As I wrote last week, I had a table at the 5th annual ASFE this past weekend.
Most conventions have some kind of fee to gain access to the creators and products within. I remember many years ago discovering that these smaller conventions even existed (this is pre-internet, where it felt like to find anything out about anything took rumour and innuendo and all sorts of luck). And while that one wasn’t all that big and could be walked through in less than an hour, it was cool to be able to interact a little bit with the creators.
I’ve always thought that the ASFE was a little like that except it was completely free.
Obviously, given its location in a mall in the northeast Atlanta metro area, the hope is that people who are going to see the latest Marvel movie decide to swing by the Expo and see what all the commotion is about. What this really means is that you get an interesting cross-section of people who wander through the area. There are obviously the people who know about the Expo and have come to check it out or they know one of the independent creators are going to be there with their wares. You have some people who like to support the local artists. Then you have the people who are completely unaware an event might be going on, but then are almost forced to walk through the area and hopefully, something catches their eye.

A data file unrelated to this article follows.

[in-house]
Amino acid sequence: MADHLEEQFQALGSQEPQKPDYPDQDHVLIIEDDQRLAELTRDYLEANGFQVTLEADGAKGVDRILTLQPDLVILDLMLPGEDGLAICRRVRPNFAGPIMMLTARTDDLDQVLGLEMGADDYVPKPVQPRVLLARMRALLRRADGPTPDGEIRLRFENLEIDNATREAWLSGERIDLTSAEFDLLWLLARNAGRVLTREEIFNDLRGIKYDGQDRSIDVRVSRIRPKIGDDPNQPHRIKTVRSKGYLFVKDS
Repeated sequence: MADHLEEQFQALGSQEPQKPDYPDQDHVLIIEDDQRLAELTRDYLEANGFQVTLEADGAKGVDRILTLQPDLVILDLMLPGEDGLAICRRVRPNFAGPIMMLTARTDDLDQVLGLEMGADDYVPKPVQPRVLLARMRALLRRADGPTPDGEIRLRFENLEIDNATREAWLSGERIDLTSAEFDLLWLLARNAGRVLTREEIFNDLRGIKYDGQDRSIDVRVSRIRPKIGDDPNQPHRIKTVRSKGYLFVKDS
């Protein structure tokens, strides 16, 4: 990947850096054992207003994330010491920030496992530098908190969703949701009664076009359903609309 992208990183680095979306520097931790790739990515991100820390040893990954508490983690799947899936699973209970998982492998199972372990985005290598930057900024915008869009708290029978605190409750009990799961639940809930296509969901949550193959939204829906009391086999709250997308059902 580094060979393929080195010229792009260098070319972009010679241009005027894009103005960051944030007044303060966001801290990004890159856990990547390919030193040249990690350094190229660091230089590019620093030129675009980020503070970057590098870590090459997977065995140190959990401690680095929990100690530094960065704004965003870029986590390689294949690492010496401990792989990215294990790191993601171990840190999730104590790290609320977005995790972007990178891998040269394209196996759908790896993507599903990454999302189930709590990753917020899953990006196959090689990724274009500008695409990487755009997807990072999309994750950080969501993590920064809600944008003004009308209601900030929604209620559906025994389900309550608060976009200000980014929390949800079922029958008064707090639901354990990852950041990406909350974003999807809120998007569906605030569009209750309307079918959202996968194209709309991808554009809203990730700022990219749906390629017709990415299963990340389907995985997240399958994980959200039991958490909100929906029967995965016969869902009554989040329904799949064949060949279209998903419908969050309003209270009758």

Having been there for the first one and pretty much all the other ones in between, it’s been an interesting process to watch. While there certainly has been table growth since the early days, it is more about the other stuff surrounding it where I see the greatest growth. The number of panels over the two days has increased probably ten-fold.
As to the actual interactions with the public, obviously, I am there to get my products in people’s hands. I came with copies of The Gilded Age Graphic Novel, The Gilded Age COloring Book, The Dark That Follows and Hollow Empire novels. And like any convention, you have an uphill battle in trying to convince them to purchase your wares. Of course, with some people, those who want to support the local artists, it really becomes a matter of making sure they don’t walk away empty handed.
Personally, I think I have a decent enough pitch for my stuff, but I’m sure, like everything else, it could use some refinement as well!
And, no convention would be a good one without the ability to see old friends. So many people over the last decade-plus that I’ve gotten to know through the old Terminus meetings or at these smaller conventions or those friends who always come out to support me. It is appreciated beyond what you know!
So that closes out another year of the Expo. See you next time!
John McGuire is the creator/author of the steampunk comic The Gilded Age. The Trade paperback collecting the first 4 issues is finally back from the printers! If you would like to purchase a copy, go here!
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He can also be found at www.johnrmcguire.com